As part of our focus on women in direct response, we recently sat down with our longtime friend and client, Stephanie Stewart, owner and president of Exceptional Products, Inc. We discussed her career journey as one of very few female direct response entrepreneurs, as well as her advice to others looking to blaze a similar trail.
DM: Tell us about your current role at EPI.
SS: I am the owner and president of Exceptional Products, Inc., a direct response marketing company that specializes in creating nationally known brand names for new products by using infomercials, direct response television, and other marketing methods.
DM: What changes have you seen in the retail space during your time in the industry?
SS: We started in this business in the late 1980s. In the early years, it was just about TV, then we made the jump into getting DRTV products into retail stores. We had some of the first DRTV items in retail long before there was a DRTV department.
At first, retailers were resistant to DRTV items, but then became very eager once they realized the impact TV advertising had on their sales/shelf turns. Customers came in asking for the things they saw on TV and the “As Seen On TV” category was born.
Now, with scattered markets, a plethora of TV stations, social media, Amazon, etc., the landscape has changed dramatically. There is always room for more great products, but the pathway to get them to market is very different.
DM: You’ve had great success in the hair and beauty category with products like Hairdini and Wrap Snap & Go!. How did you discover these products and what marketing strategies set them apart?
SS: The hair and beauty category is a personal favorite of mine, with my thin long hair. I personally try out everything in the category—and I have since I was quite young. What has given us success in the business has been our commitment to the products we really love. We are a woman-owned boutique company that does not give up easily when we feel a product is exceptional. We have succeeded with items that others have tried and failed. Testing, getting lots of feedback, reworking the script and demonstrations, then retesting has worked wonders for us.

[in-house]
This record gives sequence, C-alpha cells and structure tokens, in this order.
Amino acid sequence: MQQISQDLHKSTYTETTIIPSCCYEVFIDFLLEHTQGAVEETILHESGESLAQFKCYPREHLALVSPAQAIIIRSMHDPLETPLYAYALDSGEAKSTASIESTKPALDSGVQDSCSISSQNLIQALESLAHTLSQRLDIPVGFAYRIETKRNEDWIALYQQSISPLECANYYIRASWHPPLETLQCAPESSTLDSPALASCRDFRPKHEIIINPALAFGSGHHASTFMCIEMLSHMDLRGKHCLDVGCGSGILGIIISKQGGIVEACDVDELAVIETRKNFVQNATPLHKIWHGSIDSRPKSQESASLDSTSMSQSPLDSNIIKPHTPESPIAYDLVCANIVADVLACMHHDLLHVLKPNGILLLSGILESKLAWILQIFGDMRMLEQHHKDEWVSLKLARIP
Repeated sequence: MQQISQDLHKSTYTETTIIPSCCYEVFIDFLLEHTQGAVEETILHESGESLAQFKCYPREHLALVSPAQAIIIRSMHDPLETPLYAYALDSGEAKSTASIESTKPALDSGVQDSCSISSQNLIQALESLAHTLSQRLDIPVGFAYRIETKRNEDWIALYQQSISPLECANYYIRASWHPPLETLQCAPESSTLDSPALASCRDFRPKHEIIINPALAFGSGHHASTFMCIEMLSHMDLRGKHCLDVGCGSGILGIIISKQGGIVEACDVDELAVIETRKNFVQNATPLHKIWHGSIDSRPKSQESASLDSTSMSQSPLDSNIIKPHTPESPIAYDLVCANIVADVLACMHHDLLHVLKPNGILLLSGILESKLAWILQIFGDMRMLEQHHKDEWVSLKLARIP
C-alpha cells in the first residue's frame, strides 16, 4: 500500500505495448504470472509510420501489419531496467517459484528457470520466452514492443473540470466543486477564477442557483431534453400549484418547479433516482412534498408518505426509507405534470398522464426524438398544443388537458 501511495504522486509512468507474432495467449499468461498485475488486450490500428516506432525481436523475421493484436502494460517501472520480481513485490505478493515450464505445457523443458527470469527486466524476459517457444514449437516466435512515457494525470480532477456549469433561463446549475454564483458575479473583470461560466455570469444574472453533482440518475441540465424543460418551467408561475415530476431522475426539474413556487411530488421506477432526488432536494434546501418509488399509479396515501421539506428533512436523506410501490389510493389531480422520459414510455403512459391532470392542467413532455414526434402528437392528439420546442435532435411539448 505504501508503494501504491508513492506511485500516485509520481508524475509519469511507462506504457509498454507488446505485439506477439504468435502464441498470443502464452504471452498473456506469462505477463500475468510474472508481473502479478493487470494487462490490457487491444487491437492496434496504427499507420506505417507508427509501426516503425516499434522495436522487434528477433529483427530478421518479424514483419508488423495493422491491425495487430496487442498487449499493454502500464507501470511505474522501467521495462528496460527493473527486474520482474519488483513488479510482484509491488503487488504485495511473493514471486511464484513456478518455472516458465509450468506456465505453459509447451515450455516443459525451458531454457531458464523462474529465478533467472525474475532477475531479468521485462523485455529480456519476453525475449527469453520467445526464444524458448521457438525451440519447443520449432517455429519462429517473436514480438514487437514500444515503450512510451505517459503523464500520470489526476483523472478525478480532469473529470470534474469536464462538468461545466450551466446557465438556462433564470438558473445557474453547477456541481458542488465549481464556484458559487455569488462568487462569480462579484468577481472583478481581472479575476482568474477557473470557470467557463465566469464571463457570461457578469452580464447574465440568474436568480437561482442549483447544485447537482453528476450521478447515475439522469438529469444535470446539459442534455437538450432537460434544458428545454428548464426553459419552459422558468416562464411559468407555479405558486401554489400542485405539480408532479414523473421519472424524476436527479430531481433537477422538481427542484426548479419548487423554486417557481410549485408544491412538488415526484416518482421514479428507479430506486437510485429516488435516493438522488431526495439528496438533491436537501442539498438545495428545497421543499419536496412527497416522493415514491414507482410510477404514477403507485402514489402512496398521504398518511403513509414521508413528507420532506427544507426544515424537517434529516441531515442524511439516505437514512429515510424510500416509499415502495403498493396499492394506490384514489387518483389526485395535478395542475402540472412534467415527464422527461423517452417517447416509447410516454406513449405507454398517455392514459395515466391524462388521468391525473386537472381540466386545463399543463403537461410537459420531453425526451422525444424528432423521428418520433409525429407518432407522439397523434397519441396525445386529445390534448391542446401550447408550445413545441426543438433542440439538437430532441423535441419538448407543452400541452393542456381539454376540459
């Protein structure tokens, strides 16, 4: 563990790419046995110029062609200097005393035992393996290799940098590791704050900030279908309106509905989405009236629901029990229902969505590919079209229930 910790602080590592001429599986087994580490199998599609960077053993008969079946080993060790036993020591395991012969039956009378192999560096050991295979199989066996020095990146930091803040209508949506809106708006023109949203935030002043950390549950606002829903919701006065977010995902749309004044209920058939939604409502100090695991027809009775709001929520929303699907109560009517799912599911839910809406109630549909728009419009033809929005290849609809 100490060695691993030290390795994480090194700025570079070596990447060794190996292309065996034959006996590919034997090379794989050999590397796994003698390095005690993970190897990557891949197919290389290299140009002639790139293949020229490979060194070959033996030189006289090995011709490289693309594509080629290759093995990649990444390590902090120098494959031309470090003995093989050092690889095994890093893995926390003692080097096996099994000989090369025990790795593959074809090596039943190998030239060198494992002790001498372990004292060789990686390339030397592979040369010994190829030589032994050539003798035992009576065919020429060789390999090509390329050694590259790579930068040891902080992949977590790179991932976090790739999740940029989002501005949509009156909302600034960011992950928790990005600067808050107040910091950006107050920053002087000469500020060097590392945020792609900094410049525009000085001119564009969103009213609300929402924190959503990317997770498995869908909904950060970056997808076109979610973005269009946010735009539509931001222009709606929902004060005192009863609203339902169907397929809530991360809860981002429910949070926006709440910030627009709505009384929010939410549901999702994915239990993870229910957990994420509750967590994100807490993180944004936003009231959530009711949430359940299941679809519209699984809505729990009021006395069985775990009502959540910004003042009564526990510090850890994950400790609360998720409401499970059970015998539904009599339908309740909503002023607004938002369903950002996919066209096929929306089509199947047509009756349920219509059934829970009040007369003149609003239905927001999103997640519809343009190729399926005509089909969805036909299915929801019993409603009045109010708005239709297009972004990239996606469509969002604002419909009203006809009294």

Having a woman-owned company that selects women’s products is very important to long-term success. I sit in front of the buyers and do the demonstrations right in the buying meetings. The buyers understand it immediately and it sticks with them as they sit through hundreds of product meetings. A product needs to be understood by the buyer, work well, and be different than what is already on the market.
DM: What is your experience with the giant QVC mogul? Did you experience challenges breaking through?
SS: I started going on the shopping channels in the early ‘90s. Very early on, we learned that full demonstrations on one’s self was very important to the success of hair items. Women want style and simplicity—and they do not have a helper in their bathroom every morning. Those demonstrations gave us many years of success on many products. Demo, demo, demo! That sells better than words.
One product we sold for seven years on QVC. That was the longest running single item for us on QVC. In the early years, we had three airings of 12-15 minutes per trip which was wonderful. As the shopping channels grew, most vendors were cut back to one airing of 6-8 minutes per trip. Being on air so often taught me a lot about scripting for DRTV and how to do good, fast demonstrations. Those are two big keys to success.
DM: What future trends do you see impacting retail?
SS: Many changes are happening in retail as our world transitions to online buying. There will always be space for retail, but it will be much different in the next 5-10 years. It’s already changed so much, and every year will bring new challenges in terms of competition on price, quality and quick availability.
DM: There are very few female-owned infomercial companies. What is one defining moment that stands out in your career?
SS: We have had success with women’s products because we can try them firsthand and relate directly to their use. Exceptional Products, Inc. was the only woman-owned DRTV marketer in the industry for many, many years. We are also a certified Women Business Enterprise (WBE) and there are a lot of retailers that support women- and minority-owned business. I can’t tell you how many inventors have called me to say they wanted to work with a woman for their women’s product.
DM: What advice would you give others looking to follow a similar career path?
SS: To keep it simple. Stick to products you know and understand well—and that you have a passion for. Then listen to all the feedback, good and bad, before making decisions. Love your product but understand its limitations and don’t be blinded by your personal connection to the item. Some products you will love, but they will never be good DRTV items for many reasons. Costs and perceived value are always critical, and you can’t get around the margin needs. Many try and fail. We’ve also been on that list. Numbers must add up. If you go forward with an item, do not leave any stone unturned.
Remember: There is more than one route to take to get a product to a successful rollout.
During our 30th anniversary year, Diray will feature blogs that look at where we have been, where we are, and where we think the industry is going.